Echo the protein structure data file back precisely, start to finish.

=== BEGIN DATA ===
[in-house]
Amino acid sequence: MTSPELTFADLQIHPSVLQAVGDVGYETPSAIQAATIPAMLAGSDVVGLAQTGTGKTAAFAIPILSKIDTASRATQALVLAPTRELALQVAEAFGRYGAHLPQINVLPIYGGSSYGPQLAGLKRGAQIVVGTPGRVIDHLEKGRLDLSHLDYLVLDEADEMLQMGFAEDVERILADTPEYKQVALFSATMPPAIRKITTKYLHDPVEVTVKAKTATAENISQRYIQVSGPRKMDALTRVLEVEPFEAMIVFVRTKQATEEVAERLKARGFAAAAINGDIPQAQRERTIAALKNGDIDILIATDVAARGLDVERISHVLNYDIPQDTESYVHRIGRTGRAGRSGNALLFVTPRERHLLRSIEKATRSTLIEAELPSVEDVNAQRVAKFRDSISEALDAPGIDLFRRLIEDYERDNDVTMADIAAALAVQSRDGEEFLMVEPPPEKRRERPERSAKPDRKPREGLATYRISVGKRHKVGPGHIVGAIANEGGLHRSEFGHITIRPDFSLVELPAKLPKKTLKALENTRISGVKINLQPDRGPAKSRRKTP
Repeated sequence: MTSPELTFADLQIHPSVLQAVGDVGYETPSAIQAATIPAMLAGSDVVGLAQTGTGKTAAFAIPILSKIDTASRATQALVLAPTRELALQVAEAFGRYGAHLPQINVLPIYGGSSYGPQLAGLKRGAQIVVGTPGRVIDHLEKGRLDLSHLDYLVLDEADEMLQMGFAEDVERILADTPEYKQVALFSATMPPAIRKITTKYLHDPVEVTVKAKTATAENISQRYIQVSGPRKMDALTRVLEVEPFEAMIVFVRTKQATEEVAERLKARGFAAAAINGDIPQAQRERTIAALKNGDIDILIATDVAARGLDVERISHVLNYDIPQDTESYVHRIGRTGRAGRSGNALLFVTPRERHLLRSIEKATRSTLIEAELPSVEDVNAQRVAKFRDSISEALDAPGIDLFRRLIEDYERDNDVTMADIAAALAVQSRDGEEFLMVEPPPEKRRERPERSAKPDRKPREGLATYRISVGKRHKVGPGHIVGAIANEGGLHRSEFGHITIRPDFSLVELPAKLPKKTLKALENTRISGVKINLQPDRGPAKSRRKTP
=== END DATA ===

[in-house]
Amino acid sequence: MTSPELTFADLQIHPSVLQAVGDVGYETPSAIQAATIPAMLAGSDVVGLAQTGTGKTAAFAIPILSKIDTASRATQALVLAPTRELALQVAEAFGRYGAHLPQINVLPIYGGSSYGPQLAGLKRGAQIVVGTPGRVIDHLEKGRLDLSHLDYLVLDEADEMLQMGFAEDVERILADTPEYKQVALFSATMPPAIRKITTKYLHDPVEVTVKAKTATAENISQRYIQVSGPRKMDALTRVLEVEPFEAMIVFVRTKQATEEVAERLKARGFAAAAINGDIPQAQRERTIAALKNGDIDILIATDVAARGLDVERISHVLNYDIPQDTESYVHRIGRTGRAGRSGNALLFVTPRERHLLRSIEKATRSTLIEAELPSVEDVNAQRVAKFRDSISEALDAPGIDLFRRLIEDYERDNDVTMADIAAALAVQSRDGEEFLMVEPPPEKRRERPERSAKPDRKPREGLATYRISVGKRHKVGPGHIVGAIANEGGLHRSEFGHITIRPDFSLVELPAKLPKKTLKALENTRISGVKINLQPDRGPAKSRRKTP
Repeated sequence: MTSPELTFADLQIHPSVLQAVGDVGYETPSAIQAATIPAMLAGSDVVGLAQTGTGKTAAFAIPILSKIDTASRATQALVLAPTRELALQVAEAFGRYGAHLPQINVLPIYGGSSYGPQLAGLKRGAQIVVGTPGRVIDHLEKGRLDLSHLDYLVLDEADEMLQMGFAEDVERILADTPEYKQVALFSATMPPAIRKITTKYLHDPVEVTVKAKTATAENISQRYIQVSGPRKMDALTRVLEVEPFEAMIVFVRTKQATEEVAERLKARGFAAAAINGDIPQAQRERTIAALKNGDIDILIATDVAARGLDVERISHVLNYDIPQDTESYVHRIGRTGRAGRSGNALLFVTPRERHLLRSIEKATRSTLIEAELPSVEDVNAQRVAKFRDSISEALDAPGIDLFRRLIEDYERDNDVTMADIAAALAVQSRDGEEFLMVEPPPEKRRERPERSAKPDRKPREGLATYRISVGKRHKVGPGHIVGAIANEGGLHRSEFGHITIRPDFSLVELPAKLPKKTLKALENTRISGVKINLQPDRGPAKSRRKTP